Leveling the Playing Field for Founders

It’s unintentional, but we end up providing asymmetric value to founders that don’t benefit from the same advantages that other founders might. Be it due to location, race, gender, age, social class, income bracket or something else, every founder has a unique circumstance. That shouldn’t change who they can access, but in reality, it does. We deliver the same high value, personalized experience to every user on our platform, regardless of those factors. And here’s the reason why that creates asymmetric rewards.

Hypothetically, someone who just graduated from Stanford GSB and is building a robotics startup in the Bay Area, is clearly not going to face the same challenges in receiving mentorship, funding or access that an equally motivated, University of Wisconsin graduate building the same company in Madison will face, all else being equal. That’s for several reasons. Madison only has a fraction of the venture capital eyeballs (and wallets) that San Francisco does. Madison also has a much smaller entrepreneurial community than the Bay Area does. Keep in mind, we’re not even taking into consideration other factors that can further perpetuate these challenges — being a minority-founder, being a woman founder, being in a lower income-bracket. When you compound these factors, it can mean the difference between making it, and, well, not.

By providing both individuals with warm introductions to the same elite set of curated mentors for them and their business — in this case, U.S.-based, robotics/deep tech-focused investors — the Wisconsin grad will naturally get more value out of that interaction, because it would probably be quite different from the interactions he’s already had with existing people in his network (not to say that this relationship-driven network doesn’t have it’s own value). However, it’s likely that the GSB-grad would already have interacted with peers of this same expert, or at least have the ability to do so. Hence, while the mentor may provide the same high quality advice to both entrepreneurs, it would mean a lot more to the Wisconsin-grad. It would help that entrepreneur build and grow far more effectively.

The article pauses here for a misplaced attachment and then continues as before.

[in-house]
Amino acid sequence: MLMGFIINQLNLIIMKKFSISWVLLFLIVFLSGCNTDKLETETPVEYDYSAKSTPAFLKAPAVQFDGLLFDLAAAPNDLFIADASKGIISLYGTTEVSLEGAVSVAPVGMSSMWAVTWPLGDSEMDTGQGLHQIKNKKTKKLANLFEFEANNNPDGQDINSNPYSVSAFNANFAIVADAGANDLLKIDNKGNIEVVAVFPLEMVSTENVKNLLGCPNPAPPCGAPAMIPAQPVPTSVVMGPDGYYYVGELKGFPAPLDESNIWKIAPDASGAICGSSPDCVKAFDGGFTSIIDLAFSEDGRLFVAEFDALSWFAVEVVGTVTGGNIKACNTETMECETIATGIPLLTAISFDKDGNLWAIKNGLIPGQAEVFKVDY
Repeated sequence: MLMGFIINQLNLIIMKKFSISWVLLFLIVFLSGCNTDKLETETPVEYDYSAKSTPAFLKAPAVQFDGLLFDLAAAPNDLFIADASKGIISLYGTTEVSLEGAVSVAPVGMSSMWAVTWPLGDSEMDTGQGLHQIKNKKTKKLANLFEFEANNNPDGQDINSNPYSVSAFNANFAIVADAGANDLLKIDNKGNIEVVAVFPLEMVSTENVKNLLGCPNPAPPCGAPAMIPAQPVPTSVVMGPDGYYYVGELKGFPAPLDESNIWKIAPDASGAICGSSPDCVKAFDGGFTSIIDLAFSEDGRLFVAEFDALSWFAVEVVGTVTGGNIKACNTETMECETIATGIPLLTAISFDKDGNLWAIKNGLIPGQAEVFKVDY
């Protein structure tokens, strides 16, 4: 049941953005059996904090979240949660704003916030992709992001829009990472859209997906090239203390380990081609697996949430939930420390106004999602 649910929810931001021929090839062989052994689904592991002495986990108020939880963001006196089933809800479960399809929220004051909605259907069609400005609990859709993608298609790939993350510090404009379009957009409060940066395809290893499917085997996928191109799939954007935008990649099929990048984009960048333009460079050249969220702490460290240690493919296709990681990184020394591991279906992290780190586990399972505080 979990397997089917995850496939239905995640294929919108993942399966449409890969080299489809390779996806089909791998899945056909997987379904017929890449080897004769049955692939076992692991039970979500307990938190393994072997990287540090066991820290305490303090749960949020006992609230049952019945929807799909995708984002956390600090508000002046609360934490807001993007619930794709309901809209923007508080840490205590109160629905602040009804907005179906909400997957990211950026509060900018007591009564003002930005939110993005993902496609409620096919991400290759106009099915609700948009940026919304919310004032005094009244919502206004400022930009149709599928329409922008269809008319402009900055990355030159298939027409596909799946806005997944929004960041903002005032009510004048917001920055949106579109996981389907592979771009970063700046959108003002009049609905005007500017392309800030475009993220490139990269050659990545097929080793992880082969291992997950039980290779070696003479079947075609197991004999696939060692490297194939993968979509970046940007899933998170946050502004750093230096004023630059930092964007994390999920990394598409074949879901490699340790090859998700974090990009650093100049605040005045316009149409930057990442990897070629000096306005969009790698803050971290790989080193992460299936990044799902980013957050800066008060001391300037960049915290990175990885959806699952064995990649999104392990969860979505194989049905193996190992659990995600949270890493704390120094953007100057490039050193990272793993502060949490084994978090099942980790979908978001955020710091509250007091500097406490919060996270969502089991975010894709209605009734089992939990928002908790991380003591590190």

On NeonVest, everyone gets a unique, personalized experience. We curate the set of mentors for founders based on several data points, including stage, sector, location, but also other variables — is the startup a university spinout? Is the mentor a Board Member of a similar company? Where does the founder need the most help? What’s the mentor’s rating? Most importantly, we don’t use demographic or personal data to discriminate between the access that one founder gets versus another. In many ways, this helps to level the playing field. We connect founders to the experts they should know, plain and simple. We don’t mind where they come from. We just want to influence where they go.

Statistically, the brightest minds are scattered across the world. They don’t all come from the same ten cities. Some of these individuals end up building companies. Why not make their journey easier by connecting them with experts in their space? Why not enable them, and let the world know what they’re building? It’s not just a great opportunity. It’s the right thing to do.

Connecting startups to experts in VC.